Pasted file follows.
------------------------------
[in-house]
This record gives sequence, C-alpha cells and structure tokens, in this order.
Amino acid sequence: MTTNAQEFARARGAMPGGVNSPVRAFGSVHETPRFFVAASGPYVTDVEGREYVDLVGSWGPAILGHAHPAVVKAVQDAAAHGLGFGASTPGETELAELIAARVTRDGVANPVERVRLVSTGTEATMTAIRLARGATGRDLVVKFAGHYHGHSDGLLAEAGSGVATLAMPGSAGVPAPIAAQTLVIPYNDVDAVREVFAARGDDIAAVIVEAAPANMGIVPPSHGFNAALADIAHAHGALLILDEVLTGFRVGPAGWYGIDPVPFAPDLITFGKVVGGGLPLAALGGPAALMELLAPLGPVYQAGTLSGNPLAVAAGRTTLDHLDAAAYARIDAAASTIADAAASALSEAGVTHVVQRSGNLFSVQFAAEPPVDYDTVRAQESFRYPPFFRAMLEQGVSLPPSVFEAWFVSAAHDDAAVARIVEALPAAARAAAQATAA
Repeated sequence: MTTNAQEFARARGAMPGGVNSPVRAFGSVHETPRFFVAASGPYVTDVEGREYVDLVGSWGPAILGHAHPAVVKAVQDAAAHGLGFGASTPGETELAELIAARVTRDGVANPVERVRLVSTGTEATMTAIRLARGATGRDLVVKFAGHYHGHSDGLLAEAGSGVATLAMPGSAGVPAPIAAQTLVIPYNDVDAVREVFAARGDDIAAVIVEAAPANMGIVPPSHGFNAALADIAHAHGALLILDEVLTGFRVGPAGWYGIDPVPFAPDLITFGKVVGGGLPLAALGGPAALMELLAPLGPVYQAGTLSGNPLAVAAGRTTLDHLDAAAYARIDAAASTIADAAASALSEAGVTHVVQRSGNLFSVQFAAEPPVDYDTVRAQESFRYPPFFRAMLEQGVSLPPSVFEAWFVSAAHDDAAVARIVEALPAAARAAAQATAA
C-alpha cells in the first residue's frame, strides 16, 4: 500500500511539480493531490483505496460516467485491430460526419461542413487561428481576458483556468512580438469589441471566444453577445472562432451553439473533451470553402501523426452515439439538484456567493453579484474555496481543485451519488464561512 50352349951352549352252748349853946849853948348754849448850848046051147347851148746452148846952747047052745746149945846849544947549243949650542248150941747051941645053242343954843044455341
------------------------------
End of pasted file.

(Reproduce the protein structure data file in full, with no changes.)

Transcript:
[in-house]
This record gives sequence, C-alpha cells and structure tokens, in this order.
Amino acid sequence: MTTNAQEFARARGAMPGGVNSPVRAFGSVHETPRFFVAASGPYVTDVEGREYVDLVGSWGPAILGHAHPAVVKAVQDAAAHGLGFGASTPGETELAELIAARVTRDGVANPVERVRLVSTGTEATMTAIRLARGATGRDLVVKFAGHYHGHSDGLLAEAGSGVATLAMPGSAGVPAPIAAQTLVIPYNDVDAVREVFAARGDDIAAVIVEAAPANMGIVPPSHGFNAALADIAHAHGALLILDEVLTGFRVGPAGWYGIDPVPFAPDLITFGKVVGGGLPLAALGGPAALMELLAPLGPVYQAGTLSGNPLAVAAGRTTLDHLDAAAYARIDAAASTIADAAASALSEAGVTHVVQRSGNLFSVQFAAEPPVDYDTVRAQESFRYPPFFRAMLEQGVSLPPSVFEAWFVSAAHDDAAVARIVEALPAAARAAAQATAA
Repeated sequence: MTTNAQEFARARGAMPGGVNSPVRAFGSVHETPRFFVAASGPYVTDVEGREYVDLVGSWGPAILGHAHPAVVKAVQDAAAHGLGFGASTPGETELAELIAARVTRDGVANPVERVRLVSTGTEATMTAIRLARGATGRDLVVKFAGHYHGHSDGLLAEAGSGVATLAMPGSAGVPAPIAAQTLVIPYNDVDAVREVFAARGDDIAAVIVEAAPANMGIVPPSHGFNAALADIAHAHGALLILDEVLTGFRVGPAGWYGIDPVPFAPDLITFGKVVGGGLPLAALGGPAALMELLAPLGPVYQAGTLSGNPLAVAAGRTTLDHLDAAAYARIDAAASTIADAAASALSEAGVTHVVQRSGNLFSVQFAAEPPVDYDTVRAQESFRYPPFFRAMLEQGVSLPPSVFEAWFVSAAHDDAAVARIVEALPAAARAAAQATAA
C-alpha cells in the first residue's frame, strides 16, 4: 500500500511539480493531490483505496460516467485491430460526419461542413487561428481576458483556468512580438469589441471566444453577445472562432451553439473533451470553402501523426452515439439538484456567493453579484474555496481543485451519488464561512 50352349951352549352252748349853946849853948348754849448850848046051147347851148746452148846952747047052745746149945846849544947549243949650542248150941747051941645053242343954843044455341